It was too quiet.  Usually her pencil flew across the page, eager to write with me.  Today, however, was different.  She sat morosely, sniffing, pencil frozen.  I tried my hand at light-heartedness -silence; I showed her my poem in progress – silence; I nudged her with an idea – silence.  15 minutes later, the situation hadn’t improved.  Time to text mom: “Please come now.”  We waited under a heavy blanket of awkwardness.  All smiles, mom came in and daughter burst into tears.  She didn’t want to do poetry and listed the reasons why it was too much to surmount.  Wise and patient, I was privileged to watch this mom calm her daughter, listen to her, empathize with her and then to tell her that she WAS going to do it.  I was surprised, but pleasantly so.  Willing to forgo a lesson that was pushing too many buttons, I set it aside as this mom insisted that her daughter push through her fears and uncomfortable perceptions and work harder.  I was impressed.

So often, I see how we parents are too quick to give our kids a pass on something that the child deems too hard.  In actuality, it is my firm belief that our kids are much stronger and more resilient than we give them credit for.  This mom knew that.  Happily, she’s not the only one.  A few years ago, Terri knew that her son needed one-on-one instruction.  She was right.  Schooled that way, he blossomed and covered two year’s content in one year (and the next and the next).  Pam knew that her son needed a boost, someone to encourage him and hold him accountable.  Laura knew that after a year of single instruction, her son needed a peer group.  Bethany knew that though her son felt he couldn’t work at a certain level, she put him where he’d be challenged and now he’s so proud of the work he is capable of doing.

These moms knew best!  What I value about them is that they know their children.  They know when to push and when to back off; when to wait and when to nudge.  Allowing your child to make some of their educational decisions is considerate; but making the tough ones for them based on what is seen in them is wise.

My own son is a little smarty-pants and a fantastic reader (I burst with pride) but he won’t sign up for a challenge.  So, I created one for him.  It was as simple as handing him a fat book with a “Here.  Read this.  I give you a month.”  His eyes gaped at Roots – the most obese book on our shelves.  Other adults, feeling sorry for this kid’s poor predicament, lamented that even they, great readers that they are, hadn’t read that book.  I toyed with the idea of letting him off the hook, especially since it was paired with his lack of verve.  But I remembered these moms I admire and kept the expectation that he would finish it.  Wouldn’t you know it?  He did.  And now I hear him referencing it proudly.  And as for my student who cried over writing poetry?  She dug deep and found that not only could she do it, but she did it so well that her peers admired her for her skill.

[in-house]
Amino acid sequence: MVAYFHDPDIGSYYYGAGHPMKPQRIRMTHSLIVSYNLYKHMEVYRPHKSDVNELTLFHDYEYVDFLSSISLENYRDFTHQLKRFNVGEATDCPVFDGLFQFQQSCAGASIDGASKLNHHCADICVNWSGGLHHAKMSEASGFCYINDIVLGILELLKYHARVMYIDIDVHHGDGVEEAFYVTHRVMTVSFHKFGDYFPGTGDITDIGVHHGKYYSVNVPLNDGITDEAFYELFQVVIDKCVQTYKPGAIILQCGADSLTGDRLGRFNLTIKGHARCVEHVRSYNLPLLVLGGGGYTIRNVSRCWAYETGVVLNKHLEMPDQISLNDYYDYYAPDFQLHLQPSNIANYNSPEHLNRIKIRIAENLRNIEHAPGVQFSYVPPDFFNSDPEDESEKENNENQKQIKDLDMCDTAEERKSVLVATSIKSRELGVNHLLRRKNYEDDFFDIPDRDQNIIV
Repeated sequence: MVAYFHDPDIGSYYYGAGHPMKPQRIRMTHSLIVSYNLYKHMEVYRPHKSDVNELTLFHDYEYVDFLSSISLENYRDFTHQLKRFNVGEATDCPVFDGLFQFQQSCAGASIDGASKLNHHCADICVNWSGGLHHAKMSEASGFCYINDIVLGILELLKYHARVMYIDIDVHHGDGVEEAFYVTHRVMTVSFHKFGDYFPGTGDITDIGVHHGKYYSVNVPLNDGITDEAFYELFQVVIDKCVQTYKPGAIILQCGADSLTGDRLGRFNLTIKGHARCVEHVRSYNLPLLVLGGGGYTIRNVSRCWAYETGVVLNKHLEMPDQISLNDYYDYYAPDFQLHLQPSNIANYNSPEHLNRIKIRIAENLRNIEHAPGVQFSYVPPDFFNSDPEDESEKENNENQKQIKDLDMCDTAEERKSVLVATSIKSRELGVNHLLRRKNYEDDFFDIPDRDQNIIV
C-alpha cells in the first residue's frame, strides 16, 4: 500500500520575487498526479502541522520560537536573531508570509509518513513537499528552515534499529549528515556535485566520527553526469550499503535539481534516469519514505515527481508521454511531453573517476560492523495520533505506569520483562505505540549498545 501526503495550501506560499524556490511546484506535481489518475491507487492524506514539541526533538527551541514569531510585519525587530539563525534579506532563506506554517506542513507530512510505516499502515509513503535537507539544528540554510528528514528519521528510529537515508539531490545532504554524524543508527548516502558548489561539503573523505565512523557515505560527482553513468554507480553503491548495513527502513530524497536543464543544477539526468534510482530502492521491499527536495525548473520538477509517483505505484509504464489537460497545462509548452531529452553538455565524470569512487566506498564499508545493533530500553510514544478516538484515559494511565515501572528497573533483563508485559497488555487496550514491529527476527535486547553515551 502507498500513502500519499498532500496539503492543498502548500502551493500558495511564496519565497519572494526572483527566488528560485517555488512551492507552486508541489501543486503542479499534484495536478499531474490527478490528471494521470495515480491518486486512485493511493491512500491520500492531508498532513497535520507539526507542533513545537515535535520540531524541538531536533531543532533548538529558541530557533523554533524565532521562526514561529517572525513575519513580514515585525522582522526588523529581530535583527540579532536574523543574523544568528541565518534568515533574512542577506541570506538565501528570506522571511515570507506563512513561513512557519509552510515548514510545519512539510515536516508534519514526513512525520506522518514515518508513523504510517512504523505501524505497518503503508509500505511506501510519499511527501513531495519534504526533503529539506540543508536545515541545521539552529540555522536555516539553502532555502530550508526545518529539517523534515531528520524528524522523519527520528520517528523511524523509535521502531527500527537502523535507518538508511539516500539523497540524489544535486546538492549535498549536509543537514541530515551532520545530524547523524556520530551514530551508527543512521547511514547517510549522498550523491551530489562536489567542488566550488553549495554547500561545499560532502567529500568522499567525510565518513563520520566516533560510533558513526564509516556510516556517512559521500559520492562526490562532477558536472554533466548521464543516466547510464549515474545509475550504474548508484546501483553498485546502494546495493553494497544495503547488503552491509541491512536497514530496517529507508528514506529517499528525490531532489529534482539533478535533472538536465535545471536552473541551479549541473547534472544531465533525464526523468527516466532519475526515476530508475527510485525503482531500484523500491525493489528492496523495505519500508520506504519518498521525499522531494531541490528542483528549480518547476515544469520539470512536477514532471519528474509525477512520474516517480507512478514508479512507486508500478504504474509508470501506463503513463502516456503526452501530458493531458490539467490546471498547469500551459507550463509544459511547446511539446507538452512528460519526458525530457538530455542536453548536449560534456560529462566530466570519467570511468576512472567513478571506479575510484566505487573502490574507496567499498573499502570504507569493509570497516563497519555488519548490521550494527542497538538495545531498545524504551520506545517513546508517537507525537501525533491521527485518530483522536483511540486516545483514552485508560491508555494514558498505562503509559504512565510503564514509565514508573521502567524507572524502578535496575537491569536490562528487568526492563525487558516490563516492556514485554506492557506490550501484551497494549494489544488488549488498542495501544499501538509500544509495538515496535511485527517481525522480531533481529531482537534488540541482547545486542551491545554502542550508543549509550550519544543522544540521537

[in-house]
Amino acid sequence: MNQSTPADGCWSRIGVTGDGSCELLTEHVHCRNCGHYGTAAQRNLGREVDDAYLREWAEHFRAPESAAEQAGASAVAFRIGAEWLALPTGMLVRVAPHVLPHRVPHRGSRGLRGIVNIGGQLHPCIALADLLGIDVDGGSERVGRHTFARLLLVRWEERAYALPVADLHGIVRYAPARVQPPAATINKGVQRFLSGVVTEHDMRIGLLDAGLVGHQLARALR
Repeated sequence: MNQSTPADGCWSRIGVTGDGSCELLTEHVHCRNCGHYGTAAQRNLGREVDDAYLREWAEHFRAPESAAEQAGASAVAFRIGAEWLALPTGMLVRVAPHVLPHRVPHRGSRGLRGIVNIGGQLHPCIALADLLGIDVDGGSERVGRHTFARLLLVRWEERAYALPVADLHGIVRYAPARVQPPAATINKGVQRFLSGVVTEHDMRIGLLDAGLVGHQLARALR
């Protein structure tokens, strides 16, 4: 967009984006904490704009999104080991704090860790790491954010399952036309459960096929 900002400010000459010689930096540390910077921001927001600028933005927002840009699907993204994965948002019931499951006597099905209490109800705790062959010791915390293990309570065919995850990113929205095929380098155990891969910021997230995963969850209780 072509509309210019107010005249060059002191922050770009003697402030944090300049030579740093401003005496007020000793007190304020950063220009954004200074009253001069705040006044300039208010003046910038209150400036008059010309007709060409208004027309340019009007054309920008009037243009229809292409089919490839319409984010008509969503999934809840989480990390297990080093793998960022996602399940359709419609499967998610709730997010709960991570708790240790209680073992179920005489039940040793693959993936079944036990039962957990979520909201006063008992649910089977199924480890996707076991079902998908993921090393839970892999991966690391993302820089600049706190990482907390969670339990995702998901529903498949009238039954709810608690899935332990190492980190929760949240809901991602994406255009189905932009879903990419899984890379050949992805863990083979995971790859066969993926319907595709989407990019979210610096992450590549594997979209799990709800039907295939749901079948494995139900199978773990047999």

My kids aren’t old enough quite yet to realize how their mom has them figured out.  True, they surprise me sometimes, but I want to be the first one to say “You can do this.”  Sometimes we need to give them the mercy of bowing out of something, but more often then not, when all that seemed too hard is said and done, when they’ve listened to their moms, they’ll see that mom was right.

My dear child…please learn this as soon as possible

Oh, wouldn’t it be nice if things went how you imagine them?  In your ideal world, every dog would be friendly, everyone would want to be your friend and dinner would always be chicken – served up hot and exactly when you want it.  The fridge would always have your favorites and you’d never spill on your best shirt right before leaving for school.  Sigh.  Let’s muse on that for a moment.  Done now?  Good.  I have something to tell you.

Here’s a little secret you need to know:  you will be inconvenienced.  It’s true.  Know how I know that?  Because it happens all the time.  Lately, you seem to buck more than usual at it but it’s quite important that I help you lean into it now.  Not that you pout when you don’t get your way.  Thankfully, you’ve never been like that; but you’re the more subtle type.  You like to propose something different; something more to your liking.  I get it. That’s not so terrible.  But sometimes, being inconvenienced is just unavoidable.